Why AI Should Be Our Partner, Not Our Overlord

AI excels at data analysis but shouldn't replace human decision-making. Developed by private companies, AI risks bias and job displacement. We should use AI as a tool, prioritizing ethics, transparency, and human control.

Why AI Should Be Our Partner, Not Our Overlord
Data overload? AI can help us make sense of the information flood.

Artificial intelligence systems (AIS) should not replace human cognition and must be supervised by people and subordinated to them, considered the academic and former director of the Faculty of Philosophy and Letters (FFyL), of the UNAM, Jorge Enrique Linares. Salgado.

In this area, individuals must always act and decide, he added at the ICT Seminar, organized by the General Directorate of Information and Communication Technologies, where the topic The challenges of ethics in artificial intelligence was addressed.

The academic attached to the FFyL College said that AIS currently surpasses human intelligence in the processing of massive data or big data, because they do it almost instantaneously. “No person can process information as quickly as computers already did, and now those systems do it with algorithms, which can classify, order, compare and, in that sense, begin to make decisions.”

The expert in ethics of science and technology, and philosophy of technology, explained that AI, or simulated human cognition, replicates through technological and digital means the intelligent behaviors and capabilities that human beings normally possess.

These systems can be used to improve all types of services, studies, calculations, planning and organization with digital tools; promote a new model of social services through databases and a public assistance network; generate information of interest for investigations and monitoring in public or private settings; or establish databases, to develop commercial systems with user information.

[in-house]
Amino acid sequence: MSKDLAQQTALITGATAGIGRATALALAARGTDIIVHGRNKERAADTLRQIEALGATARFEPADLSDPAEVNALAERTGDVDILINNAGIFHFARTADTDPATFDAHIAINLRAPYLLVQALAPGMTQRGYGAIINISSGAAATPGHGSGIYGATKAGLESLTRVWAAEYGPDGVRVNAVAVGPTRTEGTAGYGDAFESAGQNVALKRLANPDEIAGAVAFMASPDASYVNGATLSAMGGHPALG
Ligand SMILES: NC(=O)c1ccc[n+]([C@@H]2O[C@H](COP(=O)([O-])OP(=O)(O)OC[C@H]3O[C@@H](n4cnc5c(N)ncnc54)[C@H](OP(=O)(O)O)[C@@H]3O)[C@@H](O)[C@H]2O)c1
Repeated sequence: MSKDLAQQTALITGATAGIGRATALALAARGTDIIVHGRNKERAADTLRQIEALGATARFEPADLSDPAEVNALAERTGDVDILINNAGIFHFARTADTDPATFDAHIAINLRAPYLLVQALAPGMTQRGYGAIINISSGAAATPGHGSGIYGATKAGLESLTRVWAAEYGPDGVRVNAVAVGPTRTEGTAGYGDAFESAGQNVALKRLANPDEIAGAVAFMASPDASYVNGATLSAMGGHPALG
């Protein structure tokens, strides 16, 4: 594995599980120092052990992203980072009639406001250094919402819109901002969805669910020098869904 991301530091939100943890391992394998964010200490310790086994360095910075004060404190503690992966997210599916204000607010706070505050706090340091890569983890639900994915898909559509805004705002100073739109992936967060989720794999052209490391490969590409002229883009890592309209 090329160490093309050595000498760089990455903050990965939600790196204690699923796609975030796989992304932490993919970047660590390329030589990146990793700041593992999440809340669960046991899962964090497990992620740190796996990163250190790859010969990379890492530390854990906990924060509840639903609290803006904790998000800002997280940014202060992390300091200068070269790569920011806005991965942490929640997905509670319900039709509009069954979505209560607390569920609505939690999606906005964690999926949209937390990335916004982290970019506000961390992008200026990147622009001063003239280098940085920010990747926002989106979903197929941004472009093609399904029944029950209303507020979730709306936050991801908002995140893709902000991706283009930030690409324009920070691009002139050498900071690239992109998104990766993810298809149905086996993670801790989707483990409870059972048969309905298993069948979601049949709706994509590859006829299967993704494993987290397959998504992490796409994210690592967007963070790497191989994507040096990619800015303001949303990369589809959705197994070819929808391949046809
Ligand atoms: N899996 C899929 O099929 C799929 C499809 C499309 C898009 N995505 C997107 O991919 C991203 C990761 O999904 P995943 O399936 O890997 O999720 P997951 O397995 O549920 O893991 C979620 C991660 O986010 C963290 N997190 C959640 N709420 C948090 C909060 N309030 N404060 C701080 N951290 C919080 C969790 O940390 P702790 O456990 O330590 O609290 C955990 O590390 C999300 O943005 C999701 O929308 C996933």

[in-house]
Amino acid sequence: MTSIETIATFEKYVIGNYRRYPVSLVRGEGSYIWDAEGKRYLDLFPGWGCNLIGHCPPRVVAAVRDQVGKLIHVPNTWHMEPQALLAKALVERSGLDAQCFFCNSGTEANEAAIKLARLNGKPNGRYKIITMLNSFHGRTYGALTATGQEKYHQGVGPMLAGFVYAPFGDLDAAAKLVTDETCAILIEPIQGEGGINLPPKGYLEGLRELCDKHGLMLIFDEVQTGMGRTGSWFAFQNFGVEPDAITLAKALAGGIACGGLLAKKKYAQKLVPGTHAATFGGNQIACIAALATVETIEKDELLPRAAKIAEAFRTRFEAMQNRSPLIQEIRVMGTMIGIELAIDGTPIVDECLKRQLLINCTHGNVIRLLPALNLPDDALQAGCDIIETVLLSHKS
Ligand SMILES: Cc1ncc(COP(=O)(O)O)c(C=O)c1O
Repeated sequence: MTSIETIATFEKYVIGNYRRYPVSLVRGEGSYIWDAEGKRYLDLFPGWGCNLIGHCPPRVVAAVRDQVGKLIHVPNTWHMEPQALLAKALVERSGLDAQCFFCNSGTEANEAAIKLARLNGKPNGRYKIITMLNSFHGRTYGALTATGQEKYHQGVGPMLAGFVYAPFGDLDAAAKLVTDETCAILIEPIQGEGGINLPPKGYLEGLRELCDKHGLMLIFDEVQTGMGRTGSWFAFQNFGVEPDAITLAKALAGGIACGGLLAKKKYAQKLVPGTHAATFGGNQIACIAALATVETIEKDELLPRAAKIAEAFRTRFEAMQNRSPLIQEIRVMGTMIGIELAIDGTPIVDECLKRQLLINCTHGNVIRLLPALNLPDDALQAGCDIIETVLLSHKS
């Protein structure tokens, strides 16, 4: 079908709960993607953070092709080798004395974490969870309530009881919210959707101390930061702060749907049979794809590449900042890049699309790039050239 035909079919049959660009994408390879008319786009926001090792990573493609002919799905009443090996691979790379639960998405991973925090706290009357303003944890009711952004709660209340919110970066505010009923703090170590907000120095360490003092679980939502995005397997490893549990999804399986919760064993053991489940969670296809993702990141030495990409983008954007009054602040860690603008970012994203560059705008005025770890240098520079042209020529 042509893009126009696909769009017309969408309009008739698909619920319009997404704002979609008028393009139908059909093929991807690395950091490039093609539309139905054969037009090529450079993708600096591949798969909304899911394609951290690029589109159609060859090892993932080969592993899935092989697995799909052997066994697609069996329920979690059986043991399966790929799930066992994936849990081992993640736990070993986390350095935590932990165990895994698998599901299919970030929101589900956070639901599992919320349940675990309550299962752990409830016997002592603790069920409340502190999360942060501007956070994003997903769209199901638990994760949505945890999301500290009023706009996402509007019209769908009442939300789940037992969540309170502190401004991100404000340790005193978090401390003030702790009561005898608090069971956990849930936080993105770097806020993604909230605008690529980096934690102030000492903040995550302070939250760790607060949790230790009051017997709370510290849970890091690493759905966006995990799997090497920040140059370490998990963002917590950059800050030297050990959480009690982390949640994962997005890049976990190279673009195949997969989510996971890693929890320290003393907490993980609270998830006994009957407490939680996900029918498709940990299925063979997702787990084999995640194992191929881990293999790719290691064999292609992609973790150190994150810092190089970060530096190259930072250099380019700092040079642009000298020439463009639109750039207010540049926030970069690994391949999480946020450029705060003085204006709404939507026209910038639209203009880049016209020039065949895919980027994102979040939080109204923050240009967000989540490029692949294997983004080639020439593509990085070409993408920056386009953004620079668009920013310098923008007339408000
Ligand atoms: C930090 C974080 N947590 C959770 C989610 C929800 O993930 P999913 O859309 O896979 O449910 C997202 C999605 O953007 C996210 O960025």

Linares Salgado pointed out that we must not lose sight of the fact that AI systems are commercial, they are even capital goods, and they are in a capitalist market. Most developments and innovations come from private companies and not public institutions.

The university researcher reiterated that technological and industrial creation has had a logic of unstoppable growth and acceleration since the 20th century, and that prevents people from being able to carefully evaluate the risks that occur. “They become invisible, and occasionally, it is difficult to discover them until they become damage.”

Among the challenges and risks of artificial intelligence are that machines and AIS can restrict people's autonomy, affect their decision-making and reasoning capacity, or influence politics and decision-making by using discriminatory biases in their algorithms.

Likewise, obstruct fundamental rights such as privacy and intimacy; impersonate human workers in automatable tasks; exacerbate social and economic inequalities; damaging the climate and environment with the disproportionate use of energy and water; as well as greater pollution.

But the main thing, considered the specialist, is that AIS will not be as intelligent, adaptable, sensitive, empathetic and deliberative as the majority of human beings in the future.

He cited that according to the Organization for Economic Cooperation and Development, 25 percent of conventional jobs will be replaced by AI systems: new jobs will be created, but most of them subordinate to the maintenance of AIS. It seems a fact that they will replace the repetitive, dangerous and basic cognitive tasks that most people perform today.

These systems have intentional or unintended ethical-political consequences: “they do not have conscience or bad faith, like humans, but they can fail.” The errors and damage caused by AIS could be serious and have consequences, which is why transparency, responsibility, and accountability are required from those in charge of their design, construction, and operation.

AI, Linares Salgado stressed, should never make crucial decisions (life or death) or those of great social and environmental impact by replacing human beings, nor should it cancel or circumvent democratic debate and deliberation and citizen participation in decision-making decisions.

Among the ethical principles of this tool, “all equally indispensable”, are those of protection of privacy and intimacy; of responsibility and solidarity; evaluation and democratic participation, justice, and equity; diversity inclusion; preservation of human responsibility, and sustainable development, in accordance with the Montreal Declaration for the Responsible Development of AI.